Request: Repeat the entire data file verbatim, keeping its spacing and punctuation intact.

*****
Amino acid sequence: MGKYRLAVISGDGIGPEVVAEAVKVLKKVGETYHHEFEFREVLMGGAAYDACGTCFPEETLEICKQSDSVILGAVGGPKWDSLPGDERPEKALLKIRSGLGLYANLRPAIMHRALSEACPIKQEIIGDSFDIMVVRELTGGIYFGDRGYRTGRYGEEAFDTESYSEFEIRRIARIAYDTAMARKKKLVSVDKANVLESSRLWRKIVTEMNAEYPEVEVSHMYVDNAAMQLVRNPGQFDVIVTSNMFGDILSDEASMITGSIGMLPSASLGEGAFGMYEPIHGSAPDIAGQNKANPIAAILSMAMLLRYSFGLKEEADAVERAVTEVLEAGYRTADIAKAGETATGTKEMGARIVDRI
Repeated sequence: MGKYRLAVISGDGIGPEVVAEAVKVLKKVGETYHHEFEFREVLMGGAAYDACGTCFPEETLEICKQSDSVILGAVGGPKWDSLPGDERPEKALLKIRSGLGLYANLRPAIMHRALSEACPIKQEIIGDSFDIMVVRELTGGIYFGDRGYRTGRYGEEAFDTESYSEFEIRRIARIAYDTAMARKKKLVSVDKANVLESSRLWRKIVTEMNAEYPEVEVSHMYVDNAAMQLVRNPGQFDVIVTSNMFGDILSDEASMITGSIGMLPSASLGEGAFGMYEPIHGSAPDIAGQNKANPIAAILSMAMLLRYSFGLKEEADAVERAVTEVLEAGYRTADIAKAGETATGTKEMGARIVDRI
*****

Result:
Amino acid sequence: MGKYRLAVISGDGIGPEVVAEAVKVLKKVGETYHHEFEFREVLMGGAAYDACGTCFPEETLEICKQSDSVILGAVGGPKWDSLPGDERPEKALLKIRSGLGLYANLRPAIMHRALSEACPIKQEIIGDSFDIMVVRELTGGIYFGDRGYRTGRYGEEAFDTESYSEFEIRRIARIAYDTAMARKKKLVSVDKANVLESSRLWRKIVTEMNAEYPEVEVSHMYVDNAAMQLVRNPGQFDVIVTSNMFGDILSDEASMITGSIGMLPSASLGEGAFGMYEPIHGSAPDIAGQNKANPIAAILSMAMLLRYSFGLKEEADAVERAVTEVLEAGYRTADIAKAGETATGTKEMGARIVDRI
Repeated sequence: MGKYRLAVISGDGIGPEVVAEAVKVLKKVGETYHHEFEFREVLMGGAAYDACGTCFPEETLEICKQSDSVILGAVGGPKWDSLPGDERPEKALLKIRSGLGLYANLRPAIMHRALSEACPIKQEIIGDSFDIMVVRELTGGIYFGDRGYRTGRYGEEAFDTESYSEFEIRRIARIAYDTAMARKKKLVSVDKANVLESSRLWRKIVTEMNAEYPEVEVSHMYVDNAAMQLVRNPGQFDVIVTSNMFGDILSDEASMITGSIGMLPSASLGEGAFGMYEPIHGSAPDIAGQNKANPIAAILSMAMLLRYSFGLKEEADAVERAVTEVLEAGYRTADIAKAGETATGTKEMGARIVDRI